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Google: Too Big to Derail

It seems handily coincidental that one week after we learned that Google survived an FTC anti-trust investigation without much consequence, the search company announced the hiring of a new CFO, this one plucked from Morgan Stanley.

The finance industry, after all, is the pacesetter when it comes to evading government regulation and maintaining a chummy relationship with Washington. Ruth Porat, who will shift from being Morgan Stanley’s CFO to Google’s, was once considered for a top Treasury Department position and, according to the New York Times, “advise[d] the government on its dealings with A.I.G. and Fannie Mae and Freddie Mac” during the financial crisis. Sounds like a good person to have around the table next time there’s a conference call with the FTC. (Not that Google is doing badly on its own: company representatives have been to the White House 230 times under this administration.)

But the Google/finance industry synergies extend farther than a single marquee hire. In many important respects, Google now resembles a major investment bank. Having practically monopolized its initial product areas—search, online advertising, email—Google is now spreading its tentacles to other parts of the economy, including transportation, telecommunications, television, energy, and robotics. In some cases, it’s introducing genuine innovations, but in others, its role (like that of a big bank packaging someone’s mortgage into a complex security) is parasitic. Google is latching onto anything that smells like information, the new currency of this post-industrial economy.

The similarities between Google and America’s financial predators become clear when you consider what these industries used to look like. Until a few decades ago, financial professionals typically only did a few things—gave loans, issued bonds, invested money, offered banking services, and so forth. It’s only in the last twenty years that—thanks to deregulation, the introduction of complicated financial instruments, and computerized trading—finance has begun gobbling up more and more of the economy. Now hedge funds buy up sovereign debt and wage economic war against foreign governments; investment banks trade trillions in complex derivatives and other baroque products that few people truly understand; and Goldman Sachs can earn millions of dollars simply shuttling aluminum back and forth between warehouses it owns.

As with the tech industry, the financialization of the economy has granted power and profits to those companies with the best lawyers, mathematicians, algorithms, and former government officials on the payroll. And don’t forget market data: for some investors, the Twitter firehose has become as important a tool for gauging economic conditions as any analyst’s report.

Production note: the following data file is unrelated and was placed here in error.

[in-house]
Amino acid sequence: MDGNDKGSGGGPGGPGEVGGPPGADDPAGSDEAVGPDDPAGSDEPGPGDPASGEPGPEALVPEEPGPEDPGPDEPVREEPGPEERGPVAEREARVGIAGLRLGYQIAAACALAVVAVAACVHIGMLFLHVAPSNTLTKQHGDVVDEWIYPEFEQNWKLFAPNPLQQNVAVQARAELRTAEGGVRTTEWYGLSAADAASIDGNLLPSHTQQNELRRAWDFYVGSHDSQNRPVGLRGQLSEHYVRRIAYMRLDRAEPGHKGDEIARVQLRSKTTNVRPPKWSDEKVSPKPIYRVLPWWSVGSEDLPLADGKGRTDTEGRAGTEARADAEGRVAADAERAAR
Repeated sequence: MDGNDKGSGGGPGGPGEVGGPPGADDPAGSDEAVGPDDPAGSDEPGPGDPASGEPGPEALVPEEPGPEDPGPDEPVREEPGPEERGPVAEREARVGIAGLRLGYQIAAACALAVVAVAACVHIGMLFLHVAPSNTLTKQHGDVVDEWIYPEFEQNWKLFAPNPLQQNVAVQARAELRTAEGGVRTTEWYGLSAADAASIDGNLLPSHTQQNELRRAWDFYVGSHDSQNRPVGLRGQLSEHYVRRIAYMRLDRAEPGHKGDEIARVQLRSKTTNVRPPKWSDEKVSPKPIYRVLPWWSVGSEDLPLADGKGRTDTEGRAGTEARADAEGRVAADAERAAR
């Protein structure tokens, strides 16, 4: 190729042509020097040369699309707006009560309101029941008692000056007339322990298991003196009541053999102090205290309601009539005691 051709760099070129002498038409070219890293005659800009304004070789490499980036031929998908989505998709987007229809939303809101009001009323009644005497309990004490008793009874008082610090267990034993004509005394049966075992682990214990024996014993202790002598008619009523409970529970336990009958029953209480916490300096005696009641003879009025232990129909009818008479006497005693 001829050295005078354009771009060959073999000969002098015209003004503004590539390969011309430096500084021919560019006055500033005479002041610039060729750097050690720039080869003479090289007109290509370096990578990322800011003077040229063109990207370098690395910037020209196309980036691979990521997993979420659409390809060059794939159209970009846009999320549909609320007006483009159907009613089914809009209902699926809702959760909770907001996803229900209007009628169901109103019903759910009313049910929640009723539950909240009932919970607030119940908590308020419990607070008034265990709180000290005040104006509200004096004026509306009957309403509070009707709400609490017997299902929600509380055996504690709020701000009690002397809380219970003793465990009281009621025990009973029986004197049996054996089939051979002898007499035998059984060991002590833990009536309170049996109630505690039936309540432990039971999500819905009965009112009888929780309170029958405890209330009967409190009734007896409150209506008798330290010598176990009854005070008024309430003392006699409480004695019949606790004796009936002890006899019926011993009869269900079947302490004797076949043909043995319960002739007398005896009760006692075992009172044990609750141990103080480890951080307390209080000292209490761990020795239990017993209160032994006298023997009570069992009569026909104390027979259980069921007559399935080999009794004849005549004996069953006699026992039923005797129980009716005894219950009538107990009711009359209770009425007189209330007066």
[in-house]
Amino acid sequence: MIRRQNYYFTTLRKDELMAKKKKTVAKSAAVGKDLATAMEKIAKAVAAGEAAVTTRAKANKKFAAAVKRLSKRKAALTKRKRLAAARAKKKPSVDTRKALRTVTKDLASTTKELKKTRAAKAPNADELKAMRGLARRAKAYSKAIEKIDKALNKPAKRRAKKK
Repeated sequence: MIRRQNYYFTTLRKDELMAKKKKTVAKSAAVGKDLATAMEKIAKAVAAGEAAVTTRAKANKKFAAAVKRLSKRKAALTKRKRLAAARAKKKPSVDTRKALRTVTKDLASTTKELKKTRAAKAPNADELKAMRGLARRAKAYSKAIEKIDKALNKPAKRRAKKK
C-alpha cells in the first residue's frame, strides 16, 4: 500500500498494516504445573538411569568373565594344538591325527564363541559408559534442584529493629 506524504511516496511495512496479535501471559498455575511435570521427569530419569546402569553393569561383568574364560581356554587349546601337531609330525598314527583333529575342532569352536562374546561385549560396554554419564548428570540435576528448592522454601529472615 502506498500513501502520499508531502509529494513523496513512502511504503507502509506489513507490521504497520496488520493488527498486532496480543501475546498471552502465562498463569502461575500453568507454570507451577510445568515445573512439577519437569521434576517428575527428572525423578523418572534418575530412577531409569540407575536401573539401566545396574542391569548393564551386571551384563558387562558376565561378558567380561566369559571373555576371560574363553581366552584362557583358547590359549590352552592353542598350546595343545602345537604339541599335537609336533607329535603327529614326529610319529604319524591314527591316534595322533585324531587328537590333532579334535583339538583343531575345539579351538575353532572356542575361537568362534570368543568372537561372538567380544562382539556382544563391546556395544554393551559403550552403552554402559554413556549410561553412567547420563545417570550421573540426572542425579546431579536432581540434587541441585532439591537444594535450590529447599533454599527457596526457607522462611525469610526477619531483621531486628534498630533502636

The end result of all this is a vast but structurally unsound (and socially toxic) industry that pulls in billions in profits by selling sketchy products and carving out tiny competitive advantages that it can exploit relentlessly. Finance claims that it’s making the market more efficient, directing capital where it needs to go, but we know improved economic efficiency isn’t the point. Even The Economist has warned of the consequences of too many skilled workers being employed the finance sector, rather than in more diverse sections of the economy. Today, finance’s share of GDP is more than twice what it was in the 1950s. In some recent years, banks have captured up to 40 percent of all profits made by American businesses.

Now, the technology industry has begun treading a similar path, toward what Evgeny Morozov calls “the financialization of everyday life”—particularly as it begins establishing itself in once closed-off realms like education and healthcare. But instead of trading millions of shares of stock per second, tech titans trade users’ personal data and attention. We have become the commodities, with our attention auctioned many times per day by automated exchanges that allow companies to bid on which ads we should see. And no matter where Google advances, it’s always primarily interested in gathering data that it can monetize, in the form of more advertising. In 2014, Google reported $43.686 billion in advertising revenue; by comparison, its other businesses brought in less than $3 billion.

But like finance, Silicon Valley has to go beyond its core competencies. Google can’t depend on Internet advertising forever. The company seems to know this—its unified privacy policy, introduced in 2012, granted it the right to aggregate all consumer information collected across dozens of its various services. For Google, it was a recognition that data is its main asset, and that each foothold in a new industry—say, a smart home device or an in-car operating system—represents a new data stream that can reveal people’s likes, dislikes, and habits. Seen this way, Google is only in one business, broad as it is: controlling our telecommunications infrastructure, and the information flowing through it.

To better understand this parallel evolution of tech and finance, just look at the latest news about the ongoing implosion of RadioShack. Like many companies facing bankruptcy, the derelict retailer is selling its assets. A number of its stores may become Sprint shops—a natural transition for a company that sold phones in partnership with AT&T. But an intense battle is going on right now over one of RadioShack’s most valuable assets—its consumer data. Information on more than 100 million customers (names, addresses, and purchase history) may soon be the property of Standard General, a hedge fund that won the auction for RadioShack’s assets.

Much remains to be decided in court, but it’s fitting that the corpse of one of America’s fallen retailers is now being fought over by hedge funds and telecoms. But no matter who the winner is, will we be able to tell the difference?